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Andrea and Kevin Martin appealed a district court judgment ordering the removal of a fence on their property after finding the fence violated restrictive covenants recorded against the property. The Martins argued the restrictive covenants did not apply to their property because they agreed to purchase the property before the covenants went into effect. They also claimed the restrictive covenants were unconscionable. Finding no reversible error, the North Dakota Supreme Court affirmed. View "Wachter Development, Inc. v. Martin, et al." on Justia Law

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Brianna McLaen appealed an order granting Tyson Hall’s petition for an elective share of the Estate of Kandi Ann Hall. McLaen argued the district court erred by determining Tyson Hall could claim an elective share of Kandi Hall’s intestate estate and by deciding a warranty deed for certain real property was void. The North Dakota Supreme Court concluded a surviving spouse may claim an elective share of an intestate estate under N.D.C.C. 30.1-05-01, but the court erred in determining ownership of the real property. The matter was reversed and remanded for further proceedings. View "Estate of Hall" on Justia Law

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Ronald Smithberg appealed a judgment ordering Smithberg Brothers, Inc., to purchase his interest in the family farm corporation for $169,985 and dismissing on summary judgment his other claims against the corporation and its remaining shareholders, Gary and James Smithberg. After review, the North Dakota Supreme Court concluded Ronald Smithberg raised genuine issues of material fact regarding his claims against the corporation and Gary and James Smithberg, and the district court erred in granting summary judgment dismissing those claims. The court’s valuation of Ronald Smithberg’s interest in the corporation was reversed because his interest could not be valuated until his derivative claims on behalf of the corporation were resolved. View "Smithberg v. Smithberg, et al." on Justia Law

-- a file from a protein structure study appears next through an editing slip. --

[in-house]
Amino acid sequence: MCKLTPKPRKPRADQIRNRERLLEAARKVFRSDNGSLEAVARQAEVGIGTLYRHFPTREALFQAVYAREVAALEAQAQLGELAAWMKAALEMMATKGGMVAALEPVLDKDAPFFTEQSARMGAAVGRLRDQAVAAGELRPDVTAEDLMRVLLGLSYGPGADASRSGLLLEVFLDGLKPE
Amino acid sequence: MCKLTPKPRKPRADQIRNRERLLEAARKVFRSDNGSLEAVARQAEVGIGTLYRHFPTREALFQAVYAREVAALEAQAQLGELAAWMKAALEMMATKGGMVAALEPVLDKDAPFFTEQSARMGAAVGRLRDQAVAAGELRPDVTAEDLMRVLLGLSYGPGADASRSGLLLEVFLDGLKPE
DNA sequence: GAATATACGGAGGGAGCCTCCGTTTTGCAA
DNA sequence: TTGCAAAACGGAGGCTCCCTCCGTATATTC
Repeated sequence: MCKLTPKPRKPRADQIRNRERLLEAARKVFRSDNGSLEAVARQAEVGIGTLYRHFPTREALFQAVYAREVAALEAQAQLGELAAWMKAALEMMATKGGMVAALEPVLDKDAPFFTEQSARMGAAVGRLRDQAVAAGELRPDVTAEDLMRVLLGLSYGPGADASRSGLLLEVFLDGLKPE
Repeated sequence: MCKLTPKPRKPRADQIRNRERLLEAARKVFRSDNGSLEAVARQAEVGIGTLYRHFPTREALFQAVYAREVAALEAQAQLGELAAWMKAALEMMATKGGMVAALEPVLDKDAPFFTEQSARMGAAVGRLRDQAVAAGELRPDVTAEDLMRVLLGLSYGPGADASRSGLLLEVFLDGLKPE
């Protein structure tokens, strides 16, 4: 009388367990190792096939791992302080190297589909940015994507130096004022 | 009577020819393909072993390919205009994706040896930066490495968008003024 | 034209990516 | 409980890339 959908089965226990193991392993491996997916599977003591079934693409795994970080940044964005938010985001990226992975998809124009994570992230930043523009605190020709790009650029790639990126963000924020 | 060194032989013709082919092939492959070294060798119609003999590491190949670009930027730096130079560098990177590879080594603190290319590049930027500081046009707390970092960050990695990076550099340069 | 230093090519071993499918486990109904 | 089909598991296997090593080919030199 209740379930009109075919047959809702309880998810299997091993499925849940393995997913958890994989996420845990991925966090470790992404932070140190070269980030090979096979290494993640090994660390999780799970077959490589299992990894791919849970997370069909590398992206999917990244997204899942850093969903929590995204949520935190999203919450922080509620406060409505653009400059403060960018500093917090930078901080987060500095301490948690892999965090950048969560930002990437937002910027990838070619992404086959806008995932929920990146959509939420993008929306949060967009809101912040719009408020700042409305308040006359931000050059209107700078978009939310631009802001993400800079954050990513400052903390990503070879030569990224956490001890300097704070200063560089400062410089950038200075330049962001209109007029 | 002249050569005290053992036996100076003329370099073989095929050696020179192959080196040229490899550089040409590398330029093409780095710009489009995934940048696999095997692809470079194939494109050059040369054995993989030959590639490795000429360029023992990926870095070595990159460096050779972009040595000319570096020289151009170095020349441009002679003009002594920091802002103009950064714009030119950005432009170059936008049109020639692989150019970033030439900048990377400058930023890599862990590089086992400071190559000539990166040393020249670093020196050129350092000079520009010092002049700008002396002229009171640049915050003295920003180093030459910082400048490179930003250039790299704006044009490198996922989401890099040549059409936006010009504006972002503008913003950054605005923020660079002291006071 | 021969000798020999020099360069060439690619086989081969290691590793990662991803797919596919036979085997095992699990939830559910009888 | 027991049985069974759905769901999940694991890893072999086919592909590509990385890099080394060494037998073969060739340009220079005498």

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The State of North Dakota, ex rel. the North Dakota Board of University and School Lands, and the Office of the Commissioner of University and School Lands, a/k/a the North Dakota Department of Trust Lands (“the State”) appealed a district court’s interpretation of royalty provisions of natural gas leases with Newfield Exploration Company, Newfield Production Company, and Newfield RMI LLC (“Newfield”). The State argued the district court’s interpretation of the leases improperly allowed the reduction of the royalty payments to account for expenses incurred to make the natural gas marketable. The North Dakota Supreme Court concluded the gross proceeds from which the royalty payments under the leases were calculated could not be reduced by an amount that either directly or indirectly accounted for post-production costs incurred to make the gas marketable. Therefore, the Court reversed the district court’s judgment. View "Newfield Exploration Company, et al. v. North Dakota, et al." on Justia Law